The signs that Jericho would be leaving soon were starting to show up.  The first was him losing the TV title after the run he’d been on that year, and this match would be the next indicator.  Konnan was a walking stereotype at this point, spouting hip hop catchphrases that were a few months out of style and dressing like a caricature of a Latin gang member.  It was bad then and it’s aged even worse.  As for the match here it was good for the time they got, seven minutes and some change.  They should have given this the eleven minutes that Smiley and Iaukea got.

Ric Flair vs Eric Bischoff

Ugh……..this match is another exhibit in the file a lot of us have on Bischoff.  For over a year Bischoff crapped on Flair and the Horsemen, both on TV and politically behind the scenes,  and this is supposed to be the big blowoff where Flair finally gets some revenge.  The only reason to put a match like this on the card is for Flair to beat the crap out of him and win.  So what does Bischoff do here?  Take the beating, and then get a win with help from Curt Hennig.  Boo.  Bischoff could not let go of his own ego and disdain for all things Flair and Horsemen and take the L like he was supposed to, and that flat out stinks 19 years later.  Screw you, Bischoff.

Diamond Dallas Page vs The Giant

Another match featuring a guy believed to be heading out, this time the Giant.  DDP was in his prime here, and was known for getting good matches out of everyone.  No exception here. The Giant was mailing it in quite often at this point, but he came to work this time.  Good back and forth with The Giant using his size and power to gain the advantage and DDP escaping to come back.  Really cool finsh that I won’t spoil for you.  Very good match.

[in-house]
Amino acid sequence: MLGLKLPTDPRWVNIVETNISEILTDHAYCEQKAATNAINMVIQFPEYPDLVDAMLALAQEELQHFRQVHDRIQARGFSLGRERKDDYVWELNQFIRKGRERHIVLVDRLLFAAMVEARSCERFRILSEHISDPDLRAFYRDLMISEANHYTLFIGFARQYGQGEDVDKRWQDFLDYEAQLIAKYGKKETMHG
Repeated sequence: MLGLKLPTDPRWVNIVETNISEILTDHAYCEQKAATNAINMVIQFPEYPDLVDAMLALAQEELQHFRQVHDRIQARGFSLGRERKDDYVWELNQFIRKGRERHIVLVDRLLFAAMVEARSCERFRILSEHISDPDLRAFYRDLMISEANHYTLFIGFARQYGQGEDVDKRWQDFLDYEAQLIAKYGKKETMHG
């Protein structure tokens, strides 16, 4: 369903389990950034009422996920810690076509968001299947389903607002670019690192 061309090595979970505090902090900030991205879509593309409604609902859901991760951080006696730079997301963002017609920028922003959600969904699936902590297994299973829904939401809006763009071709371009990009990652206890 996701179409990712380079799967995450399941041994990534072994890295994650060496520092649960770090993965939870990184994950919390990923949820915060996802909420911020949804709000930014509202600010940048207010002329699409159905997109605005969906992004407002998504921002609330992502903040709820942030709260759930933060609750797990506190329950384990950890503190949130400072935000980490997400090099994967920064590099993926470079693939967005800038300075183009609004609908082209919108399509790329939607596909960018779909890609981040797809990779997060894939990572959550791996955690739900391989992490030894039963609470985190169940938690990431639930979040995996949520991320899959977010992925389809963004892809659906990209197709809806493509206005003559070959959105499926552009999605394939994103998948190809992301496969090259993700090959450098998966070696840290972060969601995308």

Main Event: Goldberg (c) vs Kevin Nash

A whole lot of subplots at play here.  Nash was the booker at the time so putting himself in the main event, in the spot where Goldberg’s streak was set to end, looked highly suspect.  And there was the streak itself. Goldberg was the hottest thing in the company since the spring but his act was starting to show signs of wearing thin as people were starting to get tired of squash after squash; even the higher level talent like The Giant was going down in short matches to keep the streak alive.  So it was about time for a real match with a formidable opponent, which Nash was, and time to shake things up.  Goldberg had to lose eventually and the biggest show of the year was the right time for that.

So how did the match go?  Best match of the year for both men, easily.  Nash mostly worked tag matches while Goldberg was in squashes, so it was cool to see both guys get time to get all their stuff in and sell for each other.  They only went 11 minutes but for two big, power guys going at each other that’s all you need.  The finish of course involved a lot of shenanigans as The Disco Inferno, Bam Bam Bigelow, and Scott Hall would all get involved but it actually got executed pretty well.  Both guys came out of it looking ok.  Using a taser to stun Goldberg was a pretty clever wrinkle to add.

The winner of course is Nash after the dust clears. Even though it reeked of putting onself over at least he was a credible challenger and titleholder.

Nash really could and should have had a good run with the belt after this, but instead we would get the infamous finger poke of doom and a rehashing of the NWO a week later.  That sad aftermath would cast a shadow over what wasa pretty good night of action here even with all the absences.

Final verdict

Surprisingly better show than I remembered. The names that weren’t involved and the soft middle take away from it, but the first two matches and three of the last four are good, entertaining affairs.  Definitely worth a watch for more than historical purposes.